Practice self-compassion. Perfectionists can be overly critical of themselves, which can exacerbate procrastination tendencies. Remember that you’re not alone in this journey, and it’s okay to seek help or support when needed. Be kind to yourself and celebrate your progress along the way.

The connection between perfectionism and procrastination can significantly impact clutter in our lives. Understanding this dynamic and implementing effective strategies will help you overcome the fear of failure. Lowering standards, and breaking free from the cycle of clutter is a freedom I hope you will achieve.

By embracing imperfection and taking small, manageable steps, you can create a more organized and harmonious living space while still striving for excellence in your endeavors. The key is finding a balance that allows for productivity without sacrificing your peace of mind.

It’s important to recognize that overcoming the perfectionism-procrastination connection and decluttering your life is not just about tidying up your physical space. It’s also an opportunity for personal growth and self-discovery. Here are some additional considerations.

Embrace flexibility

Life is unpredictable, and circumstances change. Accepting that things won’t always go according to plan is an essential part of personal growth. Adaptability can help you manage clutter more effectively. When life gets in your way, just pivot. Regroup and get back to the task at hand.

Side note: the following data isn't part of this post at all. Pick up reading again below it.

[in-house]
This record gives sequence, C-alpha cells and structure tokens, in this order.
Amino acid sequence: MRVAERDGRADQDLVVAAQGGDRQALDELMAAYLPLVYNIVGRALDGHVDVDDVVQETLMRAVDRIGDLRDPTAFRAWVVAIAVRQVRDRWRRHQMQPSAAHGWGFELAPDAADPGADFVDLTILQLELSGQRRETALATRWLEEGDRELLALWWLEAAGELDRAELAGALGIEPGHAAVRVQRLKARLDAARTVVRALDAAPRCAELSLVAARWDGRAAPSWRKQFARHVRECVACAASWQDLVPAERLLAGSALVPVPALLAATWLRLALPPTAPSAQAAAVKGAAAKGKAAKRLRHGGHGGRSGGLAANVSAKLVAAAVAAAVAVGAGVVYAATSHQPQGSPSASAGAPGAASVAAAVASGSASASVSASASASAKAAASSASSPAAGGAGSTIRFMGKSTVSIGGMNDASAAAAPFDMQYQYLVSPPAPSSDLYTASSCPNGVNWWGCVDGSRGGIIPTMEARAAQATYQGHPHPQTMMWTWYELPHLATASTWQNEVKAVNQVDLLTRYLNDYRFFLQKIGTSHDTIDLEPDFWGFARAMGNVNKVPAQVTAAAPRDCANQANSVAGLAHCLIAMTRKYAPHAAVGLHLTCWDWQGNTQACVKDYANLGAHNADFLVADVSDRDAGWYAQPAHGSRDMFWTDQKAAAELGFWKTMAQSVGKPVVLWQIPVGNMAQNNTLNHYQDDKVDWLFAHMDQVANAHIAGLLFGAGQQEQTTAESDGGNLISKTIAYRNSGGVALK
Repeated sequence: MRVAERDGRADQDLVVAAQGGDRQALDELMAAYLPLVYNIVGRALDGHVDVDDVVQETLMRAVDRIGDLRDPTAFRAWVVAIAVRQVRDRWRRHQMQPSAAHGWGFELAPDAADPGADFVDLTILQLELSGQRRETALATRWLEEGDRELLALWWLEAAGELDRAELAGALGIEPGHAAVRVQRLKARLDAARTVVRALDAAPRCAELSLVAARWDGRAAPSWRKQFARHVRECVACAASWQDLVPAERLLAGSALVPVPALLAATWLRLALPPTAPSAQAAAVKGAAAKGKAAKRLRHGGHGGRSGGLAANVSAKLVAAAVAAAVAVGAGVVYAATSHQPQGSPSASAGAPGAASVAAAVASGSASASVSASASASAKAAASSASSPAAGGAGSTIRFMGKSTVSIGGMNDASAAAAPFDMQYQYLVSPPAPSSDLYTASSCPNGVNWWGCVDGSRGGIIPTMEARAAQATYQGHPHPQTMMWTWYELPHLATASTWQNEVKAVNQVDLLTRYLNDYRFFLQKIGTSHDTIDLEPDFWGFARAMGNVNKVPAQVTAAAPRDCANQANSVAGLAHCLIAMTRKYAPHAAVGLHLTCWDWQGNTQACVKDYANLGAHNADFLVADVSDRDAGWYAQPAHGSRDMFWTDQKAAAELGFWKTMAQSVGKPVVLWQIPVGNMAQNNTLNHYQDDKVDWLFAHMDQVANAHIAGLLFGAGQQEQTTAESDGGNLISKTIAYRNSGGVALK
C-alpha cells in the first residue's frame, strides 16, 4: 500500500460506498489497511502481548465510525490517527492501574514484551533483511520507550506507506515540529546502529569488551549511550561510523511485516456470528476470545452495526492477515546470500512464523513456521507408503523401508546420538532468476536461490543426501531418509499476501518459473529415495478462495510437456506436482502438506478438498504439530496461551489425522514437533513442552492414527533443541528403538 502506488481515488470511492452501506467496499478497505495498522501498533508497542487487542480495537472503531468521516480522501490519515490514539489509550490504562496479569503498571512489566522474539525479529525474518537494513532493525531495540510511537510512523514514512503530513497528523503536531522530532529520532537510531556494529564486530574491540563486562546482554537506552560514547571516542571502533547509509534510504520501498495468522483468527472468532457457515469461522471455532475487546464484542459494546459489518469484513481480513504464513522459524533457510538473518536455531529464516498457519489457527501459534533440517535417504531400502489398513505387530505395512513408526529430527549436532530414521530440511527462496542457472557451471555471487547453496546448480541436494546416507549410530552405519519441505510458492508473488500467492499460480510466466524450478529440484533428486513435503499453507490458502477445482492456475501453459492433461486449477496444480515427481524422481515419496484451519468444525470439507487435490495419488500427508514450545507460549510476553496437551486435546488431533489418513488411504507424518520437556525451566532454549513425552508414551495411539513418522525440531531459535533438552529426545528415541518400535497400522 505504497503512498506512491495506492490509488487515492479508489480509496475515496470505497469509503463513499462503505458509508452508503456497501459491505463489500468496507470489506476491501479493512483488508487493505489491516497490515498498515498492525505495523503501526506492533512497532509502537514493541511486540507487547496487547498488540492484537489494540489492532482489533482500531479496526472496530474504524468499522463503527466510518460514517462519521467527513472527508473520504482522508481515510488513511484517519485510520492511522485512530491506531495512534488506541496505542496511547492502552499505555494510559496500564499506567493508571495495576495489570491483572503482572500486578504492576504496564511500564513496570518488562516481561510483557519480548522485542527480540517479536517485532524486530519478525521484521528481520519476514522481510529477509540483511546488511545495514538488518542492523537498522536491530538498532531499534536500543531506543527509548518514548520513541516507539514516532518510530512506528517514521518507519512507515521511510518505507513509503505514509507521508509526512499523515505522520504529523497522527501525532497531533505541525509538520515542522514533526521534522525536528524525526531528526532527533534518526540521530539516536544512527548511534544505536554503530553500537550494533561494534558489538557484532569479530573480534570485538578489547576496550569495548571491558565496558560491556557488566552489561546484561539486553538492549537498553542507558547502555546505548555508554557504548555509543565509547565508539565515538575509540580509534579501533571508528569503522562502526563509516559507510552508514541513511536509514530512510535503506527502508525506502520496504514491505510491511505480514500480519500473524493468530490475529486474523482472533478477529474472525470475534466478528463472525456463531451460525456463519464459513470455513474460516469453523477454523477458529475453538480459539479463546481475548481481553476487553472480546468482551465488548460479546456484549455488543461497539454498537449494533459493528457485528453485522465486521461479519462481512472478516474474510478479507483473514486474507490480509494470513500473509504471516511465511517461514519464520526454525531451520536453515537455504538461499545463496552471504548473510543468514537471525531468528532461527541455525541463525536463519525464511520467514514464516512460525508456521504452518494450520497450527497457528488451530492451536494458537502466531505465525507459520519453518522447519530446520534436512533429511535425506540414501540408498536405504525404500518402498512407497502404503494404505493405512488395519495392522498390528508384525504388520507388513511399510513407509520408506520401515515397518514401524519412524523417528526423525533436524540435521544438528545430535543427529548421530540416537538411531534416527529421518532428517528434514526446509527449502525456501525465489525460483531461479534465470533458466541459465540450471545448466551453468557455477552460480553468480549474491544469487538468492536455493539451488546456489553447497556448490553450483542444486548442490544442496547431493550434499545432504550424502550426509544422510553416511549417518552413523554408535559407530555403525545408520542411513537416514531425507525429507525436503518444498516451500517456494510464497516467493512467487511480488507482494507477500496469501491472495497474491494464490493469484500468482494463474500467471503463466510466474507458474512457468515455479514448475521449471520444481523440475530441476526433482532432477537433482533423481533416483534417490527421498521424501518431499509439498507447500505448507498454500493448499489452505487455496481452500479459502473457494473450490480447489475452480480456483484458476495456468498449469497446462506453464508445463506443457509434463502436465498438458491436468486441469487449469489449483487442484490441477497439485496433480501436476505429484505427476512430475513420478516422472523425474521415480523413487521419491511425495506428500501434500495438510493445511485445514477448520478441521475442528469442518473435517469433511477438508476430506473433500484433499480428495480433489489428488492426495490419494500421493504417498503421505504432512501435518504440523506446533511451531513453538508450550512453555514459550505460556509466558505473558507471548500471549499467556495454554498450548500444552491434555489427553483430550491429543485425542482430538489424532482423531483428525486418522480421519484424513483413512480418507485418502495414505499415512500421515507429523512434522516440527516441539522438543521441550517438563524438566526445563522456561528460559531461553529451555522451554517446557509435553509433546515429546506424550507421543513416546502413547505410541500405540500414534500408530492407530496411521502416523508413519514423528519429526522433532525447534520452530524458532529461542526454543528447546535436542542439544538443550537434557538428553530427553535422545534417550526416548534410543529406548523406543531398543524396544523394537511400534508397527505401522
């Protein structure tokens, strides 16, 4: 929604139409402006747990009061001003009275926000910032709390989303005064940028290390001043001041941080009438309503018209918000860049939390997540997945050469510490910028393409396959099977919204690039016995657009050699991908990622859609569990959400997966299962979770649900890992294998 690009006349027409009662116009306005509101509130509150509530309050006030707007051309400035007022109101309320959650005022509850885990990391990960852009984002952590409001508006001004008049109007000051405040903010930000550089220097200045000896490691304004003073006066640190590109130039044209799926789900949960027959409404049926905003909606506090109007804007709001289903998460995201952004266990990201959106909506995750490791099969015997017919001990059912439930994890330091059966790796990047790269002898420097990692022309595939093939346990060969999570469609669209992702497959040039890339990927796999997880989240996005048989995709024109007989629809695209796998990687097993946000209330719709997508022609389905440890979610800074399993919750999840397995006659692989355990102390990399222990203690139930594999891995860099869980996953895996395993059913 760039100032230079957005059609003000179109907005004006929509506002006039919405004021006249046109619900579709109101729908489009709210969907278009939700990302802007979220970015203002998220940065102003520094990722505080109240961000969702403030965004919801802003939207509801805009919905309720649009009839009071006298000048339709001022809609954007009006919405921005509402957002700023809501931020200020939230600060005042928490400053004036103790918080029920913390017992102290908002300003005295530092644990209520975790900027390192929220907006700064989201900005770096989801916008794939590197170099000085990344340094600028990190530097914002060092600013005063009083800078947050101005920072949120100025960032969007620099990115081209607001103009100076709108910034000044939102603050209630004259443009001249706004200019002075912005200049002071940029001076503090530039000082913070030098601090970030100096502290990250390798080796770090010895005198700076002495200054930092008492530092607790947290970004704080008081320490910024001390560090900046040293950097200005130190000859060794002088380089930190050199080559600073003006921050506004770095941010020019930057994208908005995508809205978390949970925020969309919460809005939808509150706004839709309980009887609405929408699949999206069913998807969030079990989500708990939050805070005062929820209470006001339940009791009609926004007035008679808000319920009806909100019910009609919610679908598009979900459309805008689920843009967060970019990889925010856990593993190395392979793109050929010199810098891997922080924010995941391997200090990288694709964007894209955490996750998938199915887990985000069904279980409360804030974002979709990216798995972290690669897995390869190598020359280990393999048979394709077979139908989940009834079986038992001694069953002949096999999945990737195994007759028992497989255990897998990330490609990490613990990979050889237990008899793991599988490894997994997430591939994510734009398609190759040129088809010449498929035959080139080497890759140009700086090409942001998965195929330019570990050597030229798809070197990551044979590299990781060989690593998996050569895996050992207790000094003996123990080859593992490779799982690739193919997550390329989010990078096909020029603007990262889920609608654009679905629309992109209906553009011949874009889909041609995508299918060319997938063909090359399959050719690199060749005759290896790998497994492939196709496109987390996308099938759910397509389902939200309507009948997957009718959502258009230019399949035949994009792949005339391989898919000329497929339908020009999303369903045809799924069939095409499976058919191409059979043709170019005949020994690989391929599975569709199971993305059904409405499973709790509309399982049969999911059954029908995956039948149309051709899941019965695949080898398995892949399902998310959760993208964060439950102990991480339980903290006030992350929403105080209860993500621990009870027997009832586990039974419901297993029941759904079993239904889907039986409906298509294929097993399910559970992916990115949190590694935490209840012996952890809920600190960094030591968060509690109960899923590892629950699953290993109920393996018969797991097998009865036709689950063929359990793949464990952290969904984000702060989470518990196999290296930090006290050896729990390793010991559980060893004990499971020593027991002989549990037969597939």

Seek professional help

If you find that your perfectionism and procrastination are severely impacting your life, seeking the guidance of a therapist or counselor can be immensely beneficial. They can provide personalized strategies and support to address underlying issues.

Practice patience

Personal transformation takes time, and breaking free from the perfectionism-procrastination cycle won’t happen overnight. Be patient with yourself. It took you a lifetime to get here and you can’t change it all in the blink of an eye.

Celebrate achievements

Celebrate your successes, no matter how small they may seem. Each step you take to declutter and manage your perfectionism and procrastination is a victory worth acknowledging. Progress not perfection!

Share your story

Share your experiences and strategies with others. By opening up about your journey, you can provide support and inspiration to those who are going through similar challenges. This will also motivate you to continue growing.

Ultimately, the connection between perfectionism, procrastination, and clutter is a complex one that many people struggle with. It’s not a one-size-fits-all situation, and everyone’s journey to overcome these challenges will be unique. The important thing is to start taking action, even if it’s small steps, and keep moving forward.

By addressing your perfectionism and procrastination tendencies and working on decluttering your life, you can create a more harmonious and balanced existence. Remember, it’s about progress, not perfection.

Marj Bates is a life long ridiculously organized declutter-er and artist. Less is more are words Marj lives by in everything she does except collecting dogs. “Dogs are like potato chips! Can’t have just one.” says Marj. Marj wonders if growing up with a fanatically clean Jewish mom means her decluttering and organizational skills are in her blood.